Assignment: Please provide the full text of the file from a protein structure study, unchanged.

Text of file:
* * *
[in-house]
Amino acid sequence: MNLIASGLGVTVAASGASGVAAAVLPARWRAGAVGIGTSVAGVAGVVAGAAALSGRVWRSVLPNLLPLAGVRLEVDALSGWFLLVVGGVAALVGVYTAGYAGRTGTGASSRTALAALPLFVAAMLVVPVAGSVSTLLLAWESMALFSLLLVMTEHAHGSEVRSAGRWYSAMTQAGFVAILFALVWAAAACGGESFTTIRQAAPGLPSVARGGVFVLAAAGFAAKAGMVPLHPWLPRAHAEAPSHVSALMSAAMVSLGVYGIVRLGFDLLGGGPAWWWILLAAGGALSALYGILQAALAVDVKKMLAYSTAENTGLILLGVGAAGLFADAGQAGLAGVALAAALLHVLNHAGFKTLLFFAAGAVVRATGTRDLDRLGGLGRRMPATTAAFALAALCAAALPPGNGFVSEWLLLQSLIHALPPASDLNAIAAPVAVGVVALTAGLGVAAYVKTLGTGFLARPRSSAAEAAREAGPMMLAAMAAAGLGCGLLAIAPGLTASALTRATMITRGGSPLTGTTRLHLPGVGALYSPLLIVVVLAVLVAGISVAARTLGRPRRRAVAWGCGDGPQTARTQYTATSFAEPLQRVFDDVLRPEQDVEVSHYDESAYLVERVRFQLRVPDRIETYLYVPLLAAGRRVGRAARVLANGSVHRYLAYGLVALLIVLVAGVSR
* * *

[in-house]
Amino acid sequence: MNLIASGLGVTVAASGASGVAAAVLPARWRAGAVGIGTSVAGVAGVVAGAAALSGRVWRSVLPNLLPLAGVRLEVDALSGWFLLVVGGVAALVGVYTAGYAGRTGTGASSRTALAALPLFVAAMLVVPVAGSVSTLLLAWESMALFSLLLVMTEHAHGSEVRSAGRWYSAMTQAGFVAILFALVWAAAACGGESFTTIRQAAPGLPSVARGGVFVLAAAGFAAKAGMVPLHPWLPRAHAEAPSHVSALMSAAMVSLGVYGIVRLGFDLLGGGPAWWWILLAAGGALSALYGILQAALAVDVKKMLAYSTAENTGLILLGVGAAGLFADAGQAGLAGVALAAALLHVLNHAGFKTLLFFAAGAVVRATGTRDLDRLGGLGRRMPATTAAFALAALCAAALPPGNGFVSEWLLLQSLIHALPPASDLNAIAAPVAVGVVALTAGLGVAAYVKTLGTGFLARPRSSAAEAAREAGPMMLAAMAAAGLGCGLLAIAPGLTASALTRATMITRGGSPLTGTTRLHLPGVGALYSPLLIVVVLAVLVAGISVAARTLGRPRRRAVAWGCGDGPQTARTQYTATSFAEPLQRVFDDVLRPEQDVEVSHYDESAYLVERVRFQLRVPDRIETYLYVPLLAAGRRVGRAARVLANGSVHRYLAYGLVALLIVLVAGVSR